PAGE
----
DETROIT — Inside an abandoned church, a membrane stretches dreamily across the space, forming a false horizon within the four walls. The scrim is fleshy, dancer-grade mesh in a neutral color, and it was installed in the space by interdisciplinary artist Manal Shoukair, with the help of her friends, as part of her final thesis project at the College for Creative Studies.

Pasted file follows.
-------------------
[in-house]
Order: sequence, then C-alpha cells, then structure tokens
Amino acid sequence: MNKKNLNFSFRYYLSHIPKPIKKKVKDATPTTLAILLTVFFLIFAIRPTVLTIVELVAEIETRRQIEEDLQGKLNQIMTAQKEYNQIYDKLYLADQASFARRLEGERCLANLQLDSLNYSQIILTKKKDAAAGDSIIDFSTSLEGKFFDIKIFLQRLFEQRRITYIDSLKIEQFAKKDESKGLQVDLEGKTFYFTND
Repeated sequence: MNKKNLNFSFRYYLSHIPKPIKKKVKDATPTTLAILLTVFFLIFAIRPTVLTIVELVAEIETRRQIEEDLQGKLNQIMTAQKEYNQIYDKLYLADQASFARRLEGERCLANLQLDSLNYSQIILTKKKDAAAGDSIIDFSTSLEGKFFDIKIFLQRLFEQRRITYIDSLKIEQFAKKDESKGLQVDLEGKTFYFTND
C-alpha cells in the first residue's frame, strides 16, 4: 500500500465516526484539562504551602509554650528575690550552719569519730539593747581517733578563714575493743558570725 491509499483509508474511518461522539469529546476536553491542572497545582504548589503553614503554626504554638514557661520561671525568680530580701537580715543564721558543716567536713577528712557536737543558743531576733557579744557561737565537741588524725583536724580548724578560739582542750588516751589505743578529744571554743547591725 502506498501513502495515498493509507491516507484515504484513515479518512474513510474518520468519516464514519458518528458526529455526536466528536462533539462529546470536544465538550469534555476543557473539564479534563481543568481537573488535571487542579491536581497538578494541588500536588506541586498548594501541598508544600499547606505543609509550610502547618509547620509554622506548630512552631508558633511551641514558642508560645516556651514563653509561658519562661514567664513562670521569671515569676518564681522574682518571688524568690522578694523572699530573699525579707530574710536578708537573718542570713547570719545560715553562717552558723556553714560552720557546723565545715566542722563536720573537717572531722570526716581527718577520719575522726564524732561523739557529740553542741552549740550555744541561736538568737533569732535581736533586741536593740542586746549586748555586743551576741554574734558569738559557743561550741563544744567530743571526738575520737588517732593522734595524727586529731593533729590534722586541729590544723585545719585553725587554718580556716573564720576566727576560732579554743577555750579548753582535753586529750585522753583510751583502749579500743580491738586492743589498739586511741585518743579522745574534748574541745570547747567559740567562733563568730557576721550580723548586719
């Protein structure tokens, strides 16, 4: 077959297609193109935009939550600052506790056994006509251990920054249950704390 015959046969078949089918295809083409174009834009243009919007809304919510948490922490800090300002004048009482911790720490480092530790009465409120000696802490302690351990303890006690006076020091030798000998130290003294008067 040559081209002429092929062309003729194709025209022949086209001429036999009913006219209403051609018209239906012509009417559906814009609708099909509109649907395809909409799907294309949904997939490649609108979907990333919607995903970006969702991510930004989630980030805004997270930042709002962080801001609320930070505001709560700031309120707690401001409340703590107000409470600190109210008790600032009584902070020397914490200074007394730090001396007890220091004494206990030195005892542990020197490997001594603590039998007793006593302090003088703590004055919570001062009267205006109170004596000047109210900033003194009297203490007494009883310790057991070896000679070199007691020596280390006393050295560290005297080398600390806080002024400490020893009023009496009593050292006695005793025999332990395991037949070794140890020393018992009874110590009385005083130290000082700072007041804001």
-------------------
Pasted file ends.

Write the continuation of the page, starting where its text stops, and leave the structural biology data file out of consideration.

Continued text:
The surrounding neighborhood, which penetrates the space visually and at times physically through its blown out windows, is just north of Detroit’s upscale Boston-Edison district, the main corridors of which are lined with lavish mansions built during the heyday of retail empires in Detroit. By contrast, the homes surrounding the church on Muirland are modest little boxes in various states of entropy — many occupied and in reasonable condition, others a bit rag-tag and wanting some upkeep, some burned completely out or boarded up — and of course the vacant lots that hold only the memory of a long-gone structure. This place has, thus far, escaped the notice of realtors and developers, and so has yet to be assigned a catchy new neighborhood name — though as Shoukair’s installation attests, the area has already come to the attention of local artists. Several years ago, not too far off from this deteriorating church site, a sprawling former industrial campus on Midland was converted into “The Factory” — an independent art facility that has hosted massive survey exhibitions of large-scale painting and sculpture. Everything in the area seems to convey a sense of transition, either toward something new, or away from what was.